Lying deep in the northern arm of Zanskar at the end of the 35-km long rough road from Padum, Zangla was being ruled by a titular king till his death in 1989. The old castle now in ruins except from a small chapel, occupies a hill, overlooking the desertic valley below.
A spectacular cave monastery of Zanskar, Zongkhul falls on the Padum-Kishtwar trekking trail, just before the ascent of Omasi-la Pass begins.

Significance - Leh

Capital Of Ladakh.
Leh only became regional capital in the 17th century, when Sengge Namgyal shifted his court here from Shey, 15-km southeast, to be closer to the head of the Khardung La-Karakoram corridor into China. The move paid off: with in a generation, the town had blossomed into one of the busiest markets on the Silk Road. During the 1920s and 1930s, the broad bazaar that broad bazaar that still forms its heart received more than a dozen pony- and camel-trains each day.

Leh's prosperity, managed mainly by the Sunni Muslim merchants whose descendants live in its labyrinthine old quarter, came to an abrupt end with the closure of the Chinese border in the 1950's. One after the Indo-Pak wars of 1965 and 1971, when India rediscovered the hitherto forgotten capital's strategic value, did its fortunes begin to look up. Today, Khaki-clad Jawans (soldiers) and their families from the nearby military and air force bases are the mainstay of the local economy in winter, when foreign visitors are few and far between.

Welcoming Tourists
Undoubtedly the most radical shake-up, however, ensued from the Indian government's decision in 1974 to open Ladakh to foreign tourists. From the start, Leh bore the brunt of the annual invasion, as busloads of backpackers poured up the road Srinagar. Twenty or so years on, though the main approach is now via Himachal Pradesh rather than Kashmir, the summer influx shows no sign of abating.

Leh is doubled in size and is a far cry from the sleepy Himalayan town of the early 1970's. During July and August tourists stroll shoulder to shoulder down its main street, most of whose old style outfitters and provision stores have been squeezed out by Kashmiri handicraft shops, art emporiums and Tibetan restaurants.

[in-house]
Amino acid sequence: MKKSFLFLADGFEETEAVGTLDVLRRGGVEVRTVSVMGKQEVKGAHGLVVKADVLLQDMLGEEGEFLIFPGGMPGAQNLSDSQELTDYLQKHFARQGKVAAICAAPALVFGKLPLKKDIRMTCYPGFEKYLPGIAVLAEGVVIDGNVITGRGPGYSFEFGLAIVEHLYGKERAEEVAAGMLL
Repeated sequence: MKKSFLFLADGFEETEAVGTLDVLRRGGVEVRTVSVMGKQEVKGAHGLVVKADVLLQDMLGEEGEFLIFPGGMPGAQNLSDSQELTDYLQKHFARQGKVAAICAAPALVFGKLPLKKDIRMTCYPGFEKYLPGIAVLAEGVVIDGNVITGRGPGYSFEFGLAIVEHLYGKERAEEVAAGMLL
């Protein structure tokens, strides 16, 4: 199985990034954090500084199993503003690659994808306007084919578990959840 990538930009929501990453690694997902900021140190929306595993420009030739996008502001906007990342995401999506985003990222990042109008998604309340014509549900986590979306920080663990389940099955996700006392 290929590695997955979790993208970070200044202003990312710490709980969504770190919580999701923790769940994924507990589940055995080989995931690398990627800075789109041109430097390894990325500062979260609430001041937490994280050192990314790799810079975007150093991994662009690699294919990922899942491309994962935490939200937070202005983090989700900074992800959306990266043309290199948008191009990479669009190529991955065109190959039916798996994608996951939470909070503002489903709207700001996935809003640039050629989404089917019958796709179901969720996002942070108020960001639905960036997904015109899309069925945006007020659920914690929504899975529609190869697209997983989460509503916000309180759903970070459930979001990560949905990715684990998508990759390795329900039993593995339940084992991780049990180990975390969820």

Leisure - Leh

Jewellery in LehBetween June and September, Leh is swamped by almost as many transient Tibetan and Kashmiri traders as souvenir hungry tourists. Most of the merchandise hawked in their temporary boutiques and stalls comes from outside the region too: papier-mache bowls, shawls and carpets from Srinagar, jeweler and miniature paintings from Jaipur and "Himalayan" handicrafts churned out by Tibetan refugees in Old Delhi.

Tibetan and Ladakhi curios account for the bulk of the goods on sale in Leh's emporiums, though most of these are run by Kashmiris from the Srinagar valley. The Ladakh art palace off the main bazaar, one of only two locally owned and run souvenir stores, is the least pushy, and a good place to browse. Among its vast array of articles are Tibetan trumpets, cymbals, brass and copper 'Chang' kettles, prayer wheels, thunderbolts, 'Gur Gur' tea churners, 'Chaam' dance masks, 'Thangkas', coral and seed pearl necklaces, to name but a few.

If money is no object, one could even splash out on a 'Perak', the long ladakhi head dresses, encrusted with turquoises, which cost upwards of Rs. 4,000. Turquoise is sold by the 'Tolah', and quality and age determine the price. One will be able to find vendors sitting on the main road, otherwise try the locally owned shop. Potala, down Nowshara lane, off the main road close to the Jami Masjid.

Shopping During The Tourist Season
During the season, temporary "Tibetan markets" run by itinerant Tibetans spring up around Fort Road where one can pick up amulets, butter lamps, beads, and reasonably priced silver jewellery inlaid with semi precious stones. However, the best place to head for Thangkas and hand woven Tibetan carpets is the Tibetan Children's Village Handicraft Centre, up the hill from the GPO, which also has racks of cheap woollen Nepali style jackets, waistcoats, and the whole gamut of "Free Tibet" stickers and posters.

Traditional Items
For authentic Ladakhi souvenirs try the outfitters and provision stores dotted along the main bazaar. The Lahauli run Sonambongo Barongpa & Sons, at the top right end of the street, sells traditional costume and religious paraphernalia at fixed prices. If one has been wondering where to find those dapper stovepipe hats, hand dyed 'Gonchans', raw silk cummerbunds, tie-dyed rope soled shoes. Bhutanese cross button shirts, prayer flags, real Ladakhi incense, or even monks' robes, look no further.

The Ecology Centre's handicraft shop with a second branch at the bottom of the bazaar is another source of good quality traditional clothing, including hand knitted woollen jumpers, hats and socks. Genuine Pashmina shawls, however, are hard to come by; start looking in Chang Tang co-operative in Karzoo, five minutes' walk up the lane past the ecology centre. Run by five local women who buy wool direct from nomadic herdsmen in eastern Ladakh, the co-op was set up to break the Kashmiri's traditional monopoly of the Pashmina business. Even if one is not in the market for a shawl, the workshop is well worth a visit.

Books! Books! Books